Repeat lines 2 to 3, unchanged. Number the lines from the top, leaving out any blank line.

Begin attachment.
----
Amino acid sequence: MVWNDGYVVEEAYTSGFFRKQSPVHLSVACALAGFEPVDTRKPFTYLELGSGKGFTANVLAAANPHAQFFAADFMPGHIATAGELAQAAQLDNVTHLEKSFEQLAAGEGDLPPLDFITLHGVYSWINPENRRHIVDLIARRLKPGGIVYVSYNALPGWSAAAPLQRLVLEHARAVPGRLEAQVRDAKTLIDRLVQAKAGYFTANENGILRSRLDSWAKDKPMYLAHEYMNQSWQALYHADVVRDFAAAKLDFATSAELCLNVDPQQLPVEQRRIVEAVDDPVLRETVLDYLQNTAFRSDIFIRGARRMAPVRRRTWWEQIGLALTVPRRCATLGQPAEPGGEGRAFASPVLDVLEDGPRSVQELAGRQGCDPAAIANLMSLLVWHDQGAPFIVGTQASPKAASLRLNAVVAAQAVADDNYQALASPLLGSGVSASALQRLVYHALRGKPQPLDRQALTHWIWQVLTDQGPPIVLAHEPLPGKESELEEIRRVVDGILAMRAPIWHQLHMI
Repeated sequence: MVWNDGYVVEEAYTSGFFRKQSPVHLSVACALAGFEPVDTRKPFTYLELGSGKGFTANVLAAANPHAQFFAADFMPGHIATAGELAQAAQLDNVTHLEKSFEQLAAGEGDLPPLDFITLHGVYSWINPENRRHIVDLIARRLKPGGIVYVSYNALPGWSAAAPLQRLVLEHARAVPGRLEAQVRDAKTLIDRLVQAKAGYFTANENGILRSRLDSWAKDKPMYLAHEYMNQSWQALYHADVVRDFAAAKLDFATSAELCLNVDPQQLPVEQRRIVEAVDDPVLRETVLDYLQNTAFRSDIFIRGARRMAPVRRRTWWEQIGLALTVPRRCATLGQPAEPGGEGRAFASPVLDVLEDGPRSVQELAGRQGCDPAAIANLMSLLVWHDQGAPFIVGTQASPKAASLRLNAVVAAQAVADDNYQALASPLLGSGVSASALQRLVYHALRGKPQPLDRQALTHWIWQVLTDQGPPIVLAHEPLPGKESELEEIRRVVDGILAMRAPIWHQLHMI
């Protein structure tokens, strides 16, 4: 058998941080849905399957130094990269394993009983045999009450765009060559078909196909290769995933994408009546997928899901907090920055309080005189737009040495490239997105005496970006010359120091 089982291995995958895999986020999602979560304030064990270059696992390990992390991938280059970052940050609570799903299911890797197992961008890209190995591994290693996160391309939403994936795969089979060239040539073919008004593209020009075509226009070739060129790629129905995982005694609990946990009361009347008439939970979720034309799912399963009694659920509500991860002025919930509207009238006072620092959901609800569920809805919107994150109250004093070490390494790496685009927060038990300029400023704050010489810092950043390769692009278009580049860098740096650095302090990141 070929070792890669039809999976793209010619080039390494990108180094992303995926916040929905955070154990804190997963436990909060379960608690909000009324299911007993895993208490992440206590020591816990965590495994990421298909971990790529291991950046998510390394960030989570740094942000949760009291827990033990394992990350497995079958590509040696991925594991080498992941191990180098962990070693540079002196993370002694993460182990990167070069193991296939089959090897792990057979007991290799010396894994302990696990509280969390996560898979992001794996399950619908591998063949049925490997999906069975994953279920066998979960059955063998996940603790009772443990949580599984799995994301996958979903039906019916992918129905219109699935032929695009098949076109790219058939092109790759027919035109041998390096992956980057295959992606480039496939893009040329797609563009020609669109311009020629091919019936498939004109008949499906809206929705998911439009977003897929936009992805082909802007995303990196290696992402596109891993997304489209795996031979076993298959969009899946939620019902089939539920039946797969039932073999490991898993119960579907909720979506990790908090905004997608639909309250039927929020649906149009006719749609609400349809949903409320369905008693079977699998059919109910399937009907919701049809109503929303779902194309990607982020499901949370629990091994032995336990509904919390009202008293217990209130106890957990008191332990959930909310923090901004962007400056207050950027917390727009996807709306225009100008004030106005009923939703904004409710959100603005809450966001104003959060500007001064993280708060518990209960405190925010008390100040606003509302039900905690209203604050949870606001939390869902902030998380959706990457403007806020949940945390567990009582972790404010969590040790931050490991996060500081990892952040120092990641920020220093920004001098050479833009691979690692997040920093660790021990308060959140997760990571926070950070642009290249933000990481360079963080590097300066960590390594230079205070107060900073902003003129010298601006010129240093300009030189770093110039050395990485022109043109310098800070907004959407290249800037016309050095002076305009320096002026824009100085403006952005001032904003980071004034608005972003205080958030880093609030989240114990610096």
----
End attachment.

Repeated sequence: MVWNDGYVVEEAYTSGFFRKQSPVHLSVACALAGFEPVDTRKPFTYLELGSGKGFTANVLAAANPHAQFFAADFMPGHIATAGELAQAAQLDNVTHLEKSFEQLAAGEGDLPPLDFITLHGVYSWINPENRRHIVDLIARRLKPGGIVYVSYNALPGWSAAAPLQRLVLEHARAVPGRLEAQVRDAKTLIDRLVQAKAGYFTANENGILRSRLDSWAKDKPMYLAHEYMNQSWQALYHADVVRDFAAAKLDFATSAELCLNVDPQQLPVEQRRIVEAVDDPVLRETVLDYLQNTAFRSDIFIRGARRMAPVRRRTWWEQIGLALTVPRRCATLGQPAEPGGEGRAFASPVLDVLEDGPRSVQELAGRQGCDPAAIANLMSLLVWHDQGAPFIVGTQASPKAASLRLNAVVAAQAVADDNYQALASPLLGSGVSASALQRLVYHALRGKPQPLDRQALTHWIWQVLTDQGPPIVLAHEPLPGKESELEEIRRVVDGILAMRAPIWHQLHMI
């Protein structure tokens, strides 16, 4: 058998941080849905399957130094990269394993009983045999009450765009060559078909196909290769995933994408009546997928899901907090920055309080005189737009040495490239997105005496970006010359120091 089982291995995958895999986020999602979560304030064990270059696992390990992390991938280059970052940050609570799903299911890797197992961008890209190995591994290693996160391309939403994936795969089979060239040539073919008004593209020009075509226009070739060129790629129905995982005694609990946990009361009347008439939970979720034309799912399963009694659920509500991860002025919930509207009238006072620092959901609800569920809805919107994150109250004093070490390494790496685009927060038990300029400023704050010489810092950043390769692009278009580049860098740096650095302090990141 070929070792890669039809999976793209010619080039390494990108180094992303995926916040929905955070154990804190997963436990909060379960608690909000009324299911007993895993208490992440206590020591816990965590495994990421298909971990790529291991950046998510390394960030989570740094942000949760009291827990033990394992990350497995079958590509040696991925594991080498992941191990180098962990070693540079002196993370002694993460182990990167070069193991296939089959090897792990057979007991290799010396894994302990696990509280969390996560898979992001794996399950619908591998063949049925490997999906069975994953279920066998979960059955063998996940603790009772443990949580599984799995994301996958979903039906019916992918129905219109699935032929695009098949076109790219058939092109790759027919035109041998390096992956980057295959992606480039496939893009040329797609563009020609669109311009020629091919019936498939004109008949499906809206929705998911439009977003897929936009992805082909802007995303990196290696992402596109891993997304489209795996031979076993298959969009899946939620019902089939539920039946797969039932073999490991898993119960579907909720979506990790908090905004997608639909309250039927929020649906149009006719749609609400349809949903409320369905008693079977699998059919109910399937009907919701049809109503929303779902194309990607982020499901949370629990091994032995336990509904919390009202008293217990209130106890957990008191332990959930909310923090901004962007400056207050950027917390727009996807709306225009100008004030106005009923939703904004409710959100603005809450966001104003959060500007001064993280708060518990209960405190925010008390100040606003509302039900905690209203604050949870606001939390869902902030998380959706990457403007806020949940945390567990009582972790404010969590040790931050490991996060500081990892952040120092990641920020220093920004001098050479833009691979690692997040920093660790021990308060959140997760990571926070950070642009290249933000990481360079963080590097300066960590390594230079205070107060900073902003003129010298601006010129240093300009030189770093110039050395990485022109043109310098800070907004959407290249800037016309050095002076305009320096002026824009100085403006952005001032904003980071004034608005972003205080958030880093609030989240114990610096």